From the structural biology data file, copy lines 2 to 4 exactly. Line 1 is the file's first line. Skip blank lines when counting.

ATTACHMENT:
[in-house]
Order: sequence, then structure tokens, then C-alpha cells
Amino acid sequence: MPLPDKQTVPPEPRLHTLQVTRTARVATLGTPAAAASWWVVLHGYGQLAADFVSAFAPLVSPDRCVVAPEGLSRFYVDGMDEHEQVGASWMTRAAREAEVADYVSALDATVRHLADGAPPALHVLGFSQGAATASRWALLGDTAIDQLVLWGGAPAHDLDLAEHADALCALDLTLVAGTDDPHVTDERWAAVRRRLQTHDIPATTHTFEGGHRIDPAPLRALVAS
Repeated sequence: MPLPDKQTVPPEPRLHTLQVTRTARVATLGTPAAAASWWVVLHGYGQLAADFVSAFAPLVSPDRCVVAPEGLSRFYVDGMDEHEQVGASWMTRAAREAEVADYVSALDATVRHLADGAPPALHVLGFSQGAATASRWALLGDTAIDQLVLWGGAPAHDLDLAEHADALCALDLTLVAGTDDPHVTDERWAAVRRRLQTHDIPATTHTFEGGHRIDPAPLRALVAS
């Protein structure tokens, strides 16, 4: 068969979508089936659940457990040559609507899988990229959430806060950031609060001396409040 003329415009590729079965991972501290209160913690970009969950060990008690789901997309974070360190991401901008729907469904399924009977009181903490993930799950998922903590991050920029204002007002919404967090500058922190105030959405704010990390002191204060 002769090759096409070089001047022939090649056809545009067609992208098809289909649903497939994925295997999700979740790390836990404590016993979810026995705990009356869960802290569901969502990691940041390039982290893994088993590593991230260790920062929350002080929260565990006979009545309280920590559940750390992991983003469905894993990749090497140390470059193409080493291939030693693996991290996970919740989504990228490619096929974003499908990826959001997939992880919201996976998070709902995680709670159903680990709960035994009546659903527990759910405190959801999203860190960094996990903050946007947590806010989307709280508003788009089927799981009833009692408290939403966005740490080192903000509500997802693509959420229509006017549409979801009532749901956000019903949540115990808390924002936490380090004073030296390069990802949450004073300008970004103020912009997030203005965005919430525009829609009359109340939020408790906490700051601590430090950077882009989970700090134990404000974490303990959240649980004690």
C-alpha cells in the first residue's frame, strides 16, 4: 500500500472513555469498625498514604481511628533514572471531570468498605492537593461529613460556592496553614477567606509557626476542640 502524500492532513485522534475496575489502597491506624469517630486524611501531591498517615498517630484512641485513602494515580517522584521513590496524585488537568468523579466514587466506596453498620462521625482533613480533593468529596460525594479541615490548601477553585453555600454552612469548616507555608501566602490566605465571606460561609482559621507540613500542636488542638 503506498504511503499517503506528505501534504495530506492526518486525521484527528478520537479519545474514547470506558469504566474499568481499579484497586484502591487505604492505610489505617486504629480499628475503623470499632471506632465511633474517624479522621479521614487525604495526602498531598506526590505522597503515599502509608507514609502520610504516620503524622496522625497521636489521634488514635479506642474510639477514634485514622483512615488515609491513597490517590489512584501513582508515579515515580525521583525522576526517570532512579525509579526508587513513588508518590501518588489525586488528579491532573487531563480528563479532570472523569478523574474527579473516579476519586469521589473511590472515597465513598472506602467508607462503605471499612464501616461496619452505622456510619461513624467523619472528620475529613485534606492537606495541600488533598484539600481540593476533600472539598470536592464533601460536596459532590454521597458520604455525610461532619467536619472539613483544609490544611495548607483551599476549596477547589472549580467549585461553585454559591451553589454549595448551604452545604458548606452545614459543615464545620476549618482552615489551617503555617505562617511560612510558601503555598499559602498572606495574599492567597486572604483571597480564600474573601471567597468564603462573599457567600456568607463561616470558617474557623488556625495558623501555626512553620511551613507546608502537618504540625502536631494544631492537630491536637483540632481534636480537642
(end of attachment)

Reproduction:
Order: sequence, then structure tokens, then C-alpha cells
Amino acid sequence: MPLPDKQTVPPEPRLHTLQVTRTARVATLGTPAAAASWWVVLHGYGQLAADFVSAFAPLVSPDRCVVAPEGLSRFYVDGMDEHEQVGASWMTRAAREAEVADYVSALDATVRHLADGAPPALHVLGFSQGAATASRWALLGDTAIDQLVLWGGAPAHDLDLAEHADALCALDLTLVAGTDDPHVTDERWAAVRRRLQTHDIPATTHTFEGGHRIDPAPLRALVAS
Repeated sequence: MPLPDKQTVPPEPRLHTLQVTRTARVATLGTPAAAASWWVVLHGYGQLAADFVSAFAPLVSPDRCVVAPEGLSRFYVDGMDEHEQVGASWMTRAAREAEVADYVSALDATVRHLADGAPPALHVLGFSQGAATASRWALLGDTAIDQLVLWGGAPAHDLDLAEHADALCALDLTLVAGTDDPHVTDERWAAVRRRLQTHDIPATTHTFEGGHRIDPAPLRALVAS